Natural Gas as an Alternative Fuel

Natural gas is a medium-tern solution to the demise of petrol ... but not the greenhouse problem

How would you like it if, perhaps in the future, your energy company delivered fuel direct to your door? You could refuel in your garage, or at the office. If we can home-deliver everything from groceries to roses – why not fuel? Think of the real estate it would free up via suddenly redundant servos; the time it would save. It’s not as if the service station experience is sentimental … being asked, ad nauseum, if you have a shopper docket, or Fly Buys, or if the notion of two-for-one Kit Kats appeals.

As a sweetener, how about if the home-delivery option meant – kilojoule for kilojoule – you’d get the equivalent of a tankfull of petrol for less than half today’s going petrol price? Everyone would go for it.

In fact, even today, many Australians should be asking their local members why you can buy 58 litres of petrol for, say, $90. And yet, companies like AGL can sell the same amount of energy – home delivered, remember – for something like $40. It really makes you think.

That’s right: such a fuel is probably delivered to your street now. Australia has vast reserves – at least a century’s worth on current consumption, which (although admittedly there’s a major greenhouse issue) could at least help solve our Persian Gulf/crude oil dependency problem. (Two-thirds of the world’s known reserves of crude oil come from the Middle East.)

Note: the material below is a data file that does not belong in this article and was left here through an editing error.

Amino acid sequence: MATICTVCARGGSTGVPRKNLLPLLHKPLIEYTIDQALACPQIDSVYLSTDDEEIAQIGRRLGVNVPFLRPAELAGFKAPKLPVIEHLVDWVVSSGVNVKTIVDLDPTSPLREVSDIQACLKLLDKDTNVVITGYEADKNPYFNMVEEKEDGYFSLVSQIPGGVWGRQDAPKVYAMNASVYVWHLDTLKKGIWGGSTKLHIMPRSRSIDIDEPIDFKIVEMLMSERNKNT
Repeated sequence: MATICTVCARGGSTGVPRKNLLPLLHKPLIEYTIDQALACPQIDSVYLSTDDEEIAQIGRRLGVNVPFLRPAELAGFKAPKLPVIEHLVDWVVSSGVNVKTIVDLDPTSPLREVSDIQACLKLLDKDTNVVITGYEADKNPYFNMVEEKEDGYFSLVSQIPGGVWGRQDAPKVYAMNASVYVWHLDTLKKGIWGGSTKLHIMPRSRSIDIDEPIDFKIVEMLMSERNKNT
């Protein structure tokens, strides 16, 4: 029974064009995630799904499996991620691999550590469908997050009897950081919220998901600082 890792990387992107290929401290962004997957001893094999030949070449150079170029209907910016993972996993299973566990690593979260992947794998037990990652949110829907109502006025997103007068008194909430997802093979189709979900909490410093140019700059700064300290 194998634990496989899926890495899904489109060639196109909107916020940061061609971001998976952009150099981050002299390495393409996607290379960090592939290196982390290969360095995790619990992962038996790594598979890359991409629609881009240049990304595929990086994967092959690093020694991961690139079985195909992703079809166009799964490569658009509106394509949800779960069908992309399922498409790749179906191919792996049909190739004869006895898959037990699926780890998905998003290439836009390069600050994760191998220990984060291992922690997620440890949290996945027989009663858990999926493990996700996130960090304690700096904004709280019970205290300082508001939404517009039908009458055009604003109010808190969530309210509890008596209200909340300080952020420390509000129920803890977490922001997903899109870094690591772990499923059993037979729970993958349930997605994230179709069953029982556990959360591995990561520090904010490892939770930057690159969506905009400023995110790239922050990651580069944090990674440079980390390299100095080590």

The fuel is of course natural gas. Delivery infrastructure is in place. A licensed gasfitter could install the fittings in your garage this afternoon. A purpose-built compressor and sundry plumbing (and, of course, the right tank in the car) is all it would take to get the job done.


If you’ll pardon the pun it’s not a pipe dream: NG home refuelling stations can be bought in North America and Europe now. They’re especially popular in New York and California. All you do is plug your car into the compressor in the garage wall, which refills a pressurised tank in the car while you watch re-runs of The Simpsons and burn the dinner.

Fiat, Volkswagen, General Motors and Peugeot sell dual-fuel (NG and petrol) cars now. Plenty more, including Honda, have experimental NG-only cars on trial. All petrol cars could run NG, which enjoys a higher octane rating than petrol. Engines running on NG alone can exploit higher compression ratios and develop greater efficiency. There are currently an estimated 5.7 million NG vehicles worldwide (about 0.6 per cent of the vehicles on earth). These include trucks – diesel engines, with appropriate modifications, also run happily on NG.


NG is clear and odourless (but, for safety a chemical called Ethyl Mercaptan is added so you can smell any leak). It’s lighter than air, unlike LPG, so it won’t form combustible ‘pools’ in depressions if it does leak. It spontaneously ignites at just under 600 degrees C, and only burns if it’s mixed with air in the range of five to 15 per cent. It’s non-toxic, but doesn’t support life (so it won’t poison you the way cyanide does, but you can certainly suffocate in it).